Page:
When art meets stone
WILLLIAMS - Efrain and Mario Tax are a local team of brothers who have progressed from the backbreaking effort of splitting flagstone, to digging it out of the ground, to carving and shaping it into a new kind of art that has never been seen before in flagstone, according to the team of artisans. Their passion has changed and grown in the last year into an artistic and elegant business that is starting to cause a buzz on Grant Avenue in Williams.
Walking amongst the Tax's art, smoothed oaken and champagne stone gleam in the sun. Black lines swirl through the rose-colored stone of one table, and the mind wanders to hundreds of years ago, when this stone was sand and these black patterns were just another mineral flowing through the tiny grains of sand and water. Speeding forward in time, the brothers found the pattern in the form of a slab of flagstone and man met stone to make something graceful, natural and alive in a world of art.
"I started working at a mine in Ash Fork 10 years ago and just never wanted to leave the business," explains Efrain Tax as he sits down on one of his new benches, an oak colored slab that's top is shaped in the likeness of mountain-peaks, and scoots around to check the stability of the piece. "Mario and I realized that flagstone is so complementary to the Southwest and Southwestern art just by coming in its natural variety of colors. All the stone needs is someone who knows its strengths to shape it into something beautiful."
Mario Tax, Efrain's brother said they decided a year ago to start making designs and experimenting with flagstone to see what the stone can and can't do. After cutting, sanding, painting and sealing, the brothers gradually progressed from making straight cuts to curved lines and sharp edges to soft and rounded corners that will not cut arms or snag clothing like many pieces found today.
"Through working with flagstone we realize that we can make beautiful art and furniture that will be organic in the home - something that people can customize and that we can make come to life to fit their individual style," said Mario Tax. "We had a customer who wanted more of a contemporary-corner piece for his entertainment center, for example. So we took the measurements and made something specifically for him," explains the artist. "We also make our own designs and love our art - it takes a lot of time and commitment to do what we do."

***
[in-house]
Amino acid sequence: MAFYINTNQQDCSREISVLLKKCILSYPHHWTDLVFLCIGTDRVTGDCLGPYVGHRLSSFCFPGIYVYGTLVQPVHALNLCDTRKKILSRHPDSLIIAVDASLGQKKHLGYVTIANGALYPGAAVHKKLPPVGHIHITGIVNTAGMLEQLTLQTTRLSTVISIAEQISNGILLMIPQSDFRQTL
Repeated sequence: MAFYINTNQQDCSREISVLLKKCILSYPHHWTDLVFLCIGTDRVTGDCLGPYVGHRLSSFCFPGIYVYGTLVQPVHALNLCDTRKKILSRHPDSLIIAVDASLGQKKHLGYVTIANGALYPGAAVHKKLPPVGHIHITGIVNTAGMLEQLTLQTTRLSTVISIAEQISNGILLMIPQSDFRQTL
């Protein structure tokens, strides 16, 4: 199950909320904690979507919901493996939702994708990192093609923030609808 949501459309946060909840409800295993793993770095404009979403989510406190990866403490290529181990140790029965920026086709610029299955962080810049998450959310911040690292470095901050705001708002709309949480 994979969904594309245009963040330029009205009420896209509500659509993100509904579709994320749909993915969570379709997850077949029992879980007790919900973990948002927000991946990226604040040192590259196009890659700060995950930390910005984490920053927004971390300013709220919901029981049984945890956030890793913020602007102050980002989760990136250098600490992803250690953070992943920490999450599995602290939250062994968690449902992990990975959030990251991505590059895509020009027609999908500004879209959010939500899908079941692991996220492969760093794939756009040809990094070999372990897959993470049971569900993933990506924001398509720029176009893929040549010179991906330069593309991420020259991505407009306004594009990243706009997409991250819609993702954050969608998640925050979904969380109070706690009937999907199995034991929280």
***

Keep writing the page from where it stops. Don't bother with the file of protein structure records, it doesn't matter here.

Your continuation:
More than anything, the brothers agree that, to work with flagstone, they had to have patience and knowledge of the stone more than anything. "First we find the right stone and make sure it is not cracked and is strong enough to make a table or bench. It is important to us to find the best stones that are unique and durable at the same time," said Efrain. "For cutting we need to have the right design and then cut the pieces with a special saw that weighs about 35 to 40-pounds. Sometimes just lifting the pieces is hard because they can slip and break, or fall on one of us and break a foot or hand. Mario just recently broke his thumb into four pieces because he missed with his hammer while splitting a stone. This work is not for the careless," Efrain stated while he walked through tables, benches, and stacked patio stones cut into squares, triangles and rectangles. "After cutting out our specific pieces, like this small votive table for example, we grind the stone with different grinders depending on the smoothness we want...and then finally we sand the piece with sand paper after we've ground the slab."
The brothers say that their goal is for their art to translate their creativity and how much work goes into it. "I'm constantly trying to find new ideas and new designs," says Efrain. "Each day, I'm just looking to make the ideal table, the perfect bench and beautiful art."
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